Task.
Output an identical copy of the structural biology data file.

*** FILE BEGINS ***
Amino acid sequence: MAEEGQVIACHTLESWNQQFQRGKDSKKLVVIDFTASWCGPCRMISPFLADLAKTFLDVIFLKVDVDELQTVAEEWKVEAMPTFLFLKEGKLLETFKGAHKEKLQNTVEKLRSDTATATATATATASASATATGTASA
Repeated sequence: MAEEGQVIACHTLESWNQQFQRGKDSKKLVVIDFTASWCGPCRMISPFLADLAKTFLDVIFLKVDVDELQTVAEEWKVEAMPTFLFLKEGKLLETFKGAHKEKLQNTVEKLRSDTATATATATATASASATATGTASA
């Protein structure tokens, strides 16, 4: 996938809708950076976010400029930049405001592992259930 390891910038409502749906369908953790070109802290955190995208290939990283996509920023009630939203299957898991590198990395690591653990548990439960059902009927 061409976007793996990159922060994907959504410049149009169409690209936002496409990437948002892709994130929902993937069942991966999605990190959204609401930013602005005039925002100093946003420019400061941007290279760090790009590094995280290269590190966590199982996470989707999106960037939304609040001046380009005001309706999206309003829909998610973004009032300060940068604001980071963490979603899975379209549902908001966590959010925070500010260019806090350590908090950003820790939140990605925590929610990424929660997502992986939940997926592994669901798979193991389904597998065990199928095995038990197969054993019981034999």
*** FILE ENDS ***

Amino acid sequence: MAEEGQVIACHTLESWNQQFQRGKDSKKLVVIDFTASWCGPCRMISPFLADLAKTFLDVIFLKVDVDELQTVAEEWKVEAMPTFLFLKEGKLLETFKGAHKEKLQNTVEKLRSDTATATATATATASASATATGTASA
Repeated sequence: MAEEGQVIACHTLESWNQQFQRGKDSKKLVVIDFTASWCGPCRMISPFLADLAKTFLDVIFLKVDVDELQTVAEEWKVEAMPTFLFLKEGKLLETFKGAHKEKLQNTVEKLRSDTATATATATATASASATATGTASA
């Protein structure tokens, strides 16, 4: 996938809708950076976010400029930049405001592992259930 390891910038409502749906369908953790070109802290955190995208290939990283996509920023009630939203299957898991590198990395690591653990548990439960059902009927 061409976007793996990159922060994907959504410049149009169409690209936002496409990437948002892709994130929902993937069942991966999605990190959204609401930013602005005039925002100093946003420019400061941007290279760090790009590094995280290269590190966590199982996470989707999106960037939304609040001046380009005001309706999206309003829909998610973004009032300060940068604001980071963490979603899975379209549902908001966590959010925070500010260019806090350590908090950003820790939140990605925590929610990424929660997502992986939940997926592994669901798979193991389904597998065990199928095995038990197969054993019981034999």